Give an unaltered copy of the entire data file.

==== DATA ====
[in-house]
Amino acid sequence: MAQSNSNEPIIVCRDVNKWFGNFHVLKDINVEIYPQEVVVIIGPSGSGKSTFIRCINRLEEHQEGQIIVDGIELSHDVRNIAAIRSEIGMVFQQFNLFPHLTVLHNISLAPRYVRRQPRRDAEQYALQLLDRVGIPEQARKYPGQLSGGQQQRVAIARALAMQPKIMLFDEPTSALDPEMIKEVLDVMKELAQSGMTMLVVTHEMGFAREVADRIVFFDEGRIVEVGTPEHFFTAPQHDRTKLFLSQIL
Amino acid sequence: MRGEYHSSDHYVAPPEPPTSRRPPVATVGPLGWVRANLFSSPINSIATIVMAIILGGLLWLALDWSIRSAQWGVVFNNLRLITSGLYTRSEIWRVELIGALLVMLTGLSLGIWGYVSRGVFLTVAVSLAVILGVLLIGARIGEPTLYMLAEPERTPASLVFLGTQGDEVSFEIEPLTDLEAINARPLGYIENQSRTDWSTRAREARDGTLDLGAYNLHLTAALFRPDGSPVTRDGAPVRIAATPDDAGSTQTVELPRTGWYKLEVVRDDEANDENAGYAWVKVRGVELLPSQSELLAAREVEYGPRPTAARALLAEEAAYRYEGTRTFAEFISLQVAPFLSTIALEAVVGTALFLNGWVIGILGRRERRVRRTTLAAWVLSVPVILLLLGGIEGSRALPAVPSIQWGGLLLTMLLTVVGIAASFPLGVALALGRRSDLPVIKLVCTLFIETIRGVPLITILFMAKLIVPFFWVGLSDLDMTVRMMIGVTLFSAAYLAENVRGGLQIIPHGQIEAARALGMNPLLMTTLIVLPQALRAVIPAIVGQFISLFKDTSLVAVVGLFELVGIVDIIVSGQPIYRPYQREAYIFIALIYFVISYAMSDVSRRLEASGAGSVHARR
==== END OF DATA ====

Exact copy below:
[in-house]
Amino acid sequence: MAQSNSNEPIIVCRDVNKWFGNFHVLKDINVEIYPQEVVVIIGPSGSGKSTFIRCINRLEEHQEGQIIVDGIELSHDVRNIAAIRSEIGMVFQQFNLFPHLTVLHNISLAPRYVRRQPRRDAEQYALQLLDRVGIPEQARKYPGQLSGGQQQRVAIARALAMQPKIMLFDEPTSALDPEMIKEVLDVMKELAQSGMTMLVVTHEMGFAREVADRIVFFDEGRIVEVGTPEHFFTAPQHDRTKLFLSQIL
Amino acid sequence: MRGEYHSSDHYVAPPEPPTSRRPPVATVGPLGWVRANLFSSPINSIATIVMAIILGGLLWLALDWSIRSAQWGVVFNNLRLITSGLYTRSEIWRVELIGALLVMLTGLSLGIWGYVSRGVFLTVAVSLAVILGVLLIGARIGEPTLYMLAEPERTPASLVFLGTQGDEVSFEIEPLTDLEAINARPLGYIENQSRTDWSTRAREARDGTLDLGAYNLHLTAALFRPDGSPVTRDGAPVRIAATPDDAGSTQTVELPRTGWYKLEVVRDDEANDENAGYAWVKVRGVELLPSQSELLAAREVEYGPRPTAARALLAEEAAYRYEGTRTFAEFISLQVAPFLSTIALEAVVGTALFLNGWVIGILGRRERRVRRTTLAAWVLSVPVILLLLGGIEGSRALPAVPSIQWGGLLLTMLLTVVGIAASFPLGVALALGRRSDLPVIKLVCTLFIETIRGVPLITILFMAKLIVPFFWVGLSDLDMTVRMMIGVTLFSAAYLAENVRGGLQIIPHGQIEAARALGMNPLLMTTLIVLPQALRAVIPAIVGQFISLFKDTSLVAVVGLFELVGIVDIIVSGQPIYRPYQREAYIFIALIYFVISYAMSDVSRRLEASGAGSVHARR